Edinburgh-based NetThings secures £500K funding

George McGhee, chief executive of NetThings
George McGhee, chief executive of NetThings
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A TECHNOLOGY firm that monitors power consumption with web-connected devices is looking to expand internationally after securing £500,000 from Barclays.

Edinburgh-based NetThings offers monitoring for domestic and commercial usage, and is focusing on the SME segment, with this type of business using on average five times as much energy as residential customers, its chief executive, George McGhee, told Scotland on Sunday.

However, “more than half the SMEs we talk to don’t have any energy-efficiency practices at all,” he said, highlighting a British Gas survey that found 46 per cent of SME energy use is outside business hours, much of which is not essential.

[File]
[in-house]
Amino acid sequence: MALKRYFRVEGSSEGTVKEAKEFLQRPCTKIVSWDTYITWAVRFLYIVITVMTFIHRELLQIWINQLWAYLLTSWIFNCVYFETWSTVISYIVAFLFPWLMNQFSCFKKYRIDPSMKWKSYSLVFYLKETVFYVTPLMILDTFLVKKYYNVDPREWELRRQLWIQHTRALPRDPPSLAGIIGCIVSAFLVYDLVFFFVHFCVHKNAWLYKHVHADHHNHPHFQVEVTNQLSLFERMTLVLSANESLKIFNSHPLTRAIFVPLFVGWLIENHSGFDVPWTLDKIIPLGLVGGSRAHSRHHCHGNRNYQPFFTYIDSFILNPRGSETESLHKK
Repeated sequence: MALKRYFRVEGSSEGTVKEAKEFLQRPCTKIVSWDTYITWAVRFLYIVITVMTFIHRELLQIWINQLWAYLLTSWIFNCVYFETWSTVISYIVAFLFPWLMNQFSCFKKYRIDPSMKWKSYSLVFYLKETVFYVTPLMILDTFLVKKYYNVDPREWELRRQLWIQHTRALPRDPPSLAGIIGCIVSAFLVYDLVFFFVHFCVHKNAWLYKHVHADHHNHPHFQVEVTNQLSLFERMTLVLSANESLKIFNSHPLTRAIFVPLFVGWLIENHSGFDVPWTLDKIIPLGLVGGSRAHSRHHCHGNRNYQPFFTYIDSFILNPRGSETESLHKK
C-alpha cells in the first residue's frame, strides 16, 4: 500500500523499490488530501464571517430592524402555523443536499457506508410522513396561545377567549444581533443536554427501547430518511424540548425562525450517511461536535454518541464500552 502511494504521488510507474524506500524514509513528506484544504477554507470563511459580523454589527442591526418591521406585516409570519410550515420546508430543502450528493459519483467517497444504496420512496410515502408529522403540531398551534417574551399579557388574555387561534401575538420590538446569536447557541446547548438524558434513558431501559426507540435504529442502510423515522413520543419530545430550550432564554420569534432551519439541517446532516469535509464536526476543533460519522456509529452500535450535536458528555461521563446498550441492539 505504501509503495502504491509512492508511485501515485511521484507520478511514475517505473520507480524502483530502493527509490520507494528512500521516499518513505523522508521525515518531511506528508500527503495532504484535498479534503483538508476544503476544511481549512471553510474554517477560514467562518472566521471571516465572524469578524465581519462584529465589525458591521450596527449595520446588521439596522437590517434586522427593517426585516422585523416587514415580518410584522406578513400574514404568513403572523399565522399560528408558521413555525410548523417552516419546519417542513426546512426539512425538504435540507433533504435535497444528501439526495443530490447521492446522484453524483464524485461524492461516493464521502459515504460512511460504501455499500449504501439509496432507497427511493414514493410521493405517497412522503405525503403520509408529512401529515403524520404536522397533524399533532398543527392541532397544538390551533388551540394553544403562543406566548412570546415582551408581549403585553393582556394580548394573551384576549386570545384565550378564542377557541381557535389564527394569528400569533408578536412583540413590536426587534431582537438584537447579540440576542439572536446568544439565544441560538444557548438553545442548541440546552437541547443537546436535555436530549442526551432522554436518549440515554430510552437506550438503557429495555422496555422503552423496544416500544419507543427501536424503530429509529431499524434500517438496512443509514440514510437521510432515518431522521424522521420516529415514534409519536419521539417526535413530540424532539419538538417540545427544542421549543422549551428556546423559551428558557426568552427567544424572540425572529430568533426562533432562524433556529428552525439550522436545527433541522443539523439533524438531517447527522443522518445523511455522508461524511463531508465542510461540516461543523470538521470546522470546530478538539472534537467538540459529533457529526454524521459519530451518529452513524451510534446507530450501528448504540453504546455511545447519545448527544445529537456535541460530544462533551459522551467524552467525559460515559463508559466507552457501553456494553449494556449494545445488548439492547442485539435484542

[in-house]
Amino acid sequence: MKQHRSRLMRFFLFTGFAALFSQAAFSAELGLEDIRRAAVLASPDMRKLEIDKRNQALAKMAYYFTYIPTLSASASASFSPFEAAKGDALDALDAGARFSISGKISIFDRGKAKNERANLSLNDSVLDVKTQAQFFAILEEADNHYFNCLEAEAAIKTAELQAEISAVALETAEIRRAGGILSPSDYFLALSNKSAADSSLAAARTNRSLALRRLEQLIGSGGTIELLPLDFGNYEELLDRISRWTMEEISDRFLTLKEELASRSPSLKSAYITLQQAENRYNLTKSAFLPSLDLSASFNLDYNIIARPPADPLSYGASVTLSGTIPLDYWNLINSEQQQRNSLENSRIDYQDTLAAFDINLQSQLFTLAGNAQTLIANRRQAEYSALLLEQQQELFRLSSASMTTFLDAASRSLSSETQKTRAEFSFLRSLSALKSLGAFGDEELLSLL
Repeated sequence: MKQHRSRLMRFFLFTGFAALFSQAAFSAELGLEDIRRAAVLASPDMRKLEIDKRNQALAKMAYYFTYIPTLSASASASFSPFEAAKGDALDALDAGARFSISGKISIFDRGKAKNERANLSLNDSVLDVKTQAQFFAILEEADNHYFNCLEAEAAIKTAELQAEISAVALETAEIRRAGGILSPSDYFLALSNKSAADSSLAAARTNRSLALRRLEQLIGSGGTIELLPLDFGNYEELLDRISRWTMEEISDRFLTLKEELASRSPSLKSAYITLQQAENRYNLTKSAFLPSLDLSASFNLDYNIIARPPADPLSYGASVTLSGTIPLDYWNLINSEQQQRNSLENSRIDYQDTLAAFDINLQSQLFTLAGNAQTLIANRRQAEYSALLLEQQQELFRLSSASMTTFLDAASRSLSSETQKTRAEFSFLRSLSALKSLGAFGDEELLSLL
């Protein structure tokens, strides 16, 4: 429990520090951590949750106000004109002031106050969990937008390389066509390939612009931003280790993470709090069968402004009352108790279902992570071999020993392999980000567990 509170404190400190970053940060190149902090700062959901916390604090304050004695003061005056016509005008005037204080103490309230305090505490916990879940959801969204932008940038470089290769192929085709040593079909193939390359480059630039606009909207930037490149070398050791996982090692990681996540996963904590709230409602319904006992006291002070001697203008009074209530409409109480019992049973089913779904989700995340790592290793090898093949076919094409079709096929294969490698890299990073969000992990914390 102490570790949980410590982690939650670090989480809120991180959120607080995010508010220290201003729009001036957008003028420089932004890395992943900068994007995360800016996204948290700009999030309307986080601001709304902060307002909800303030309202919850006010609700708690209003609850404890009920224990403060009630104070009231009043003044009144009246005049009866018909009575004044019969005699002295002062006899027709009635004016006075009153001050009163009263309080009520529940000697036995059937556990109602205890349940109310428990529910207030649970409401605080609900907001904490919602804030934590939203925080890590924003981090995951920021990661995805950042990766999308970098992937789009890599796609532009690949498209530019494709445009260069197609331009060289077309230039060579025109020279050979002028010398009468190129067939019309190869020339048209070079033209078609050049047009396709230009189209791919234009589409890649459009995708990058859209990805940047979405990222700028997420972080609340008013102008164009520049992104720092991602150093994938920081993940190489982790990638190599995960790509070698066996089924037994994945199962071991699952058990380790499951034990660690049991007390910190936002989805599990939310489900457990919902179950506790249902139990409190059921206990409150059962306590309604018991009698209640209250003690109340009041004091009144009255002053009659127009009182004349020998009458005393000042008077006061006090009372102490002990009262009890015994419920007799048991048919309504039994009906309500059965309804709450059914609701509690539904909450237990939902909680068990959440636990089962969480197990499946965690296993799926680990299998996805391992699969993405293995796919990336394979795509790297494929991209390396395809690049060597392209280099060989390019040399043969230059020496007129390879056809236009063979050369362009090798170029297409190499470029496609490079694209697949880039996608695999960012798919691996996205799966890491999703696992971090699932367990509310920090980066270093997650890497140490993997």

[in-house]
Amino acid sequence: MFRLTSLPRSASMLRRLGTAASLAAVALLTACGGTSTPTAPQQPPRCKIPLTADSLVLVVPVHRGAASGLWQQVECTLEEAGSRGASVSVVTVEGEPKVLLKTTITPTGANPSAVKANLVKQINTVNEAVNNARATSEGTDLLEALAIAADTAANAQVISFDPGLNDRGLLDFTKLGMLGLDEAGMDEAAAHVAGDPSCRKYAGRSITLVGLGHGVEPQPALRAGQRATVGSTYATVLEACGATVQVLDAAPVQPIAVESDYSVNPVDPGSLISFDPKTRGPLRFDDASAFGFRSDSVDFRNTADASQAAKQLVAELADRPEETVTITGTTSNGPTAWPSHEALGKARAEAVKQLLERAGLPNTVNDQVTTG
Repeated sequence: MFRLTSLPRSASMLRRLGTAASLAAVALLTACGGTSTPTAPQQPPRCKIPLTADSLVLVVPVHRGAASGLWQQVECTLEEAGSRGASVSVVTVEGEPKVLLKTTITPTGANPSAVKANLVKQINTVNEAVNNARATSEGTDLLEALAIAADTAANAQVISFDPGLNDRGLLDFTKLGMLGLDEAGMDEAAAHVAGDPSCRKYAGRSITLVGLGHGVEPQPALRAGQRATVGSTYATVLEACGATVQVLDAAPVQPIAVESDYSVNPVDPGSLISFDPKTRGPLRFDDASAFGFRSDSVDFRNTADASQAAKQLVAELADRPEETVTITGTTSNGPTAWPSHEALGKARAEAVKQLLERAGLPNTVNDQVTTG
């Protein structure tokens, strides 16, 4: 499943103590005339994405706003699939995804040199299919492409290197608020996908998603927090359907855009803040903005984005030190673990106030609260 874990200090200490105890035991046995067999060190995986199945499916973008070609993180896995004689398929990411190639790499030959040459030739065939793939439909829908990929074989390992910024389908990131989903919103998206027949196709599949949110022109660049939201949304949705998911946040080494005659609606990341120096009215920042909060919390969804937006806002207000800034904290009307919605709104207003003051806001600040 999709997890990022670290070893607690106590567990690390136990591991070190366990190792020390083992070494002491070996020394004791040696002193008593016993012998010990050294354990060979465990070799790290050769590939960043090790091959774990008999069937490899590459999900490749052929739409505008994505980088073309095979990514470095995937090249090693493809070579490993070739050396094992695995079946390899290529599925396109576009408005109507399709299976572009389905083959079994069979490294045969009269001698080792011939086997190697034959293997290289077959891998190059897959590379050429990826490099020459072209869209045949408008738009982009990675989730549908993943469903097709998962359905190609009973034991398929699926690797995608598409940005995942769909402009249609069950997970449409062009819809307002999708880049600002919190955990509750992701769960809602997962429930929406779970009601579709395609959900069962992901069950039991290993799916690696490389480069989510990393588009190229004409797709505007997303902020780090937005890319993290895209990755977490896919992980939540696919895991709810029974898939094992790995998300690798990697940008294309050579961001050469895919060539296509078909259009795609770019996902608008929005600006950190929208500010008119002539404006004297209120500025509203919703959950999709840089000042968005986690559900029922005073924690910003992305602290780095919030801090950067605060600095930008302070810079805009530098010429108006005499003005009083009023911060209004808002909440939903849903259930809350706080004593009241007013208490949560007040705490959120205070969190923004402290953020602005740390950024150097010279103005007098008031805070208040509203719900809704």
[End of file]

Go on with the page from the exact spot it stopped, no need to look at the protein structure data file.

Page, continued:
NetThings is looking at commercial organisations with many small premises, and has developed an energy-management system Click, having arranged commercial trials of this with a major hospitality group and a high-street betting shop.

McGhee said: “The move into the commercial premises market is probably the most strategic one because there’s nobody really dominating that market in terms of energy-efficiency management. We can be quite disruptive in terms of pricing.

“That’s the big focus for us – that and trying to internationalise the business.”

He said that while it is currently entirely UK-based, “there’s no reason, given the right investment and the right relationships with distributors and so on, why we can’t take it abroad”.

For Europe, the first areas of focus would be France, Germany and Scandinavia, while the Middle East is a market of interest for air conditioning.

The firm started trading in 2011 and has shipped more than 7,000 systems and grown its number of staff to 25. It was the first in the UK to benefit from Barclays’ innovation finance product for innovative early-stage companies with high-growth potential.

It has already received backing from investment group Archangels, and McGhee praised angel investment for being the “lifeblood for small businesses in Scotland”.